Keeping Drugs Out Of Our Drinking Water

A new medication disposal box has arrived on the East End.

The Big Red Med Box, of which there are 15 at pharmacies and police stations across Long Island, including nine on the East End, arrived in Montauk this week.

Since the drop-off box’s inception in 2015, Rx Disposal, a division of the not-for-profit Lloyd Magothy Water Trust, Inc., named after two of Long Island’s most prominent aquifers, has collected and incinerated over 9000 pounds of unwanted medications from more than 21 Big Red Med disposal boxes on Long Island, Massachusetts, Indiana, and Kansas.

“Disposing of old, unwanted medications in a responsible manner helps to protect water quality and simultaneously helps to prevent prescription drug abuse,” said the trust’s executive director, Tom McAbee, who moved to Southampton Village in 2013 and had a passion for responsible, free, and convenient disposal of unwanted and expired medications.

“As people learn about the importance of responsible medication disposal, less drugs will be flushed into our drinking water and less leftover medications will be available in household medicine cabinets, which are often the source of prescription drug abuse,” McAbee added.

Southrifty pharmacist Bob Grisnik was the first Drug Enforcement Administration authorized collector in the United States. He too had a passion for protecting Long Island’s groundwater and drinking water. He said he collects 50 pounds of medication every three to four weeks.

“We have quite a bit of activity,” he said. “When you flush your drugs down the toilet, they go into your cesspool and when a cesspool is pumped and that water is taken up to the treatment plant in Riverhead, right on the Peconic River, the drugs never fully leave the water, and they’re put right into the river, which washes out in the bay. It also seeps out of cesspools and into the water aquifer, and that’s stuff we all drink.”

Grisnik said he had someone come in this past month with a bag of unwanted and expired drugs, including vitamins that expired in 1990. Southrifty also has a New York State Department of Health BD Sharps Disposal box, a black box to collect old syringes and needles.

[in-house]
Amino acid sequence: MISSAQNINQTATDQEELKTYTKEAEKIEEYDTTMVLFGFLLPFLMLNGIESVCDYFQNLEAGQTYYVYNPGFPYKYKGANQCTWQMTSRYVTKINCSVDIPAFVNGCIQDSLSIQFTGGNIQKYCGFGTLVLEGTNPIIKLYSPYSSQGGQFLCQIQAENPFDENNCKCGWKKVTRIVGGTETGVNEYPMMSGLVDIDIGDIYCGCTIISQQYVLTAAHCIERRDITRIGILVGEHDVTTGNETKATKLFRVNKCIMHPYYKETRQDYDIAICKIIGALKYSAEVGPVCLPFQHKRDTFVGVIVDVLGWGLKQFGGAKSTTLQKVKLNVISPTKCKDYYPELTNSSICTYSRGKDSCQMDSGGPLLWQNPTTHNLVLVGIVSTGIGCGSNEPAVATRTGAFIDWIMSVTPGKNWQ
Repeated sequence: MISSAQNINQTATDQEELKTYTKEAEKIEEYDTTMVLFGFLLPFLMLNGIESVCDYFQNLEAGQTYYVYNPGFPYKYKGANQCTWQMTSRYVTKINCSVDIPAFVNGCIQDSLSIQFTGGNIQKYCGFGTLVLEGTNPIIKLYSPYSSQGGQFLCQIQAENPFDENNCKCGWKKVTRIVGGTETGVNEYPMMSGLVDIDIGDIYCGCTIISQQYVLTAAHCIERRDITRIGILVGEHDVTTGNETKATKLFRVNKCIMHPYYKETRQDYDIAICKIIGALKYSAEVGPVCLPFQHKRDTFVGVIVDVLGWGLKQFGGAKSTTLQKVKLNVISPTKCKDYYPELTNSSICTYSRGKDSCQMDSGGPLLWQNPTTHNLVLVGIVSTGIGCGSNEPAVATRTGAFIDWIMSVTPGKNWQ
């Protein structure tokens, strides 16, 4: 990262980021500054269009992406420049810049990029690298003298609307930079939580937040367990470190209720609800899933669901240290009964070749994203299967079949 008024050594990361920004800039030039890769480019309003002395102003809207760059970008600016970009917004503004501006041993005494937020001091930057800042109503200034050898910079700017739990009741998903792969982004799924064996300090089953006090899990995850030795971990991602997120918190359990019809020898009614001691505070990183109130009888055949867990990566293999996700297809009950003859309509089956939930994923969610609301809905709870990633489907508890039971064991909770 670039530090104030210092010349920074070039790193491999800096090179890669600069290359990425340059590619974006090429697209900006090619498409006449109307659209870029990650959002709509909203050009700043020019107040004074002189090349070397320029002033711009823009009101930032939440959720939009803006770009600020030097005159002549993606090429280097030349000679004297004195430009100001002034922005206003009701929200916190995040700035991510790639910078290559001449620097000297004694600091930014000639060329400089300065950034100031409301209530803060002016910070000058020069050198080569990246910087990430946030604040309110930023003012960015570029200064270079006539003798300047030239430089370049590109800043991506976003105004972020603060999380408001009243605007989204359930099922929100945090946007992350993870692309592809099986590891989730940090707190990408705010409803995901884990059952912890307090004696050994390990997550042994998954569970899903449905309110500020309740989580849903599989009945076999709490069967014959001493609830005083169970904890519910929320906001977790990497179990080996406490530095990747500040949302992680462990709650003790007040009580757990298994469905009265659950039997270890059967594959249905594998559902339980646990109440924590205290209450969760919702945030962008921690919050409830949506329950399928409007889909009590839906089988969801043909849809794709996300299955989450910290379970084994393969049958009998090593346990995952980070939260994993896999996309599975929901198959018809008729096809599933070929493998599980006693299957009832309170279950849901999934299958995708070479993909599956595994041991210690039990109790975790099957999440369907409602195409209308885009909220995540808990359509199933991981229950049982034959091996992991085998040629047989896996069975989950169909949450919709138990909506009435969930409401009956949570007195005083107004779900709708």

“We don’t want those thrown away either,” he said.

Stony Brook Southampton Hospital funded the Big Red Med Box for the East Hampton Town Police Department sub-station in Montauk. It is now the box farthest east. White’s Apothecary in East Hampton also has one. This is the third box funded by Stony Brook Southampton Hospital.

The East Hampton Town Police Department will take possession of the collected medications, seal them in a special bag, and transport them to the Covanta MacArthur Waste-to-Energy facility in Ronkonkoma, where a “witness burn” is conducted. During a “witness burn,” the police officer documents the incineration of the medications, which is conducted at 1800 degrees until they are reduced to inert ash.

“We are proud to assist in this program,” said Sergeant Kenneth Alversa of the East Hampton Town Police Department. “By providing residents with a safe means of disposing of unused medications that linger in household medicine cabinets, we can help keep old prescriptions out of the hands of small children and teens, while also protecting our water from being contaminated by improper disposal.”

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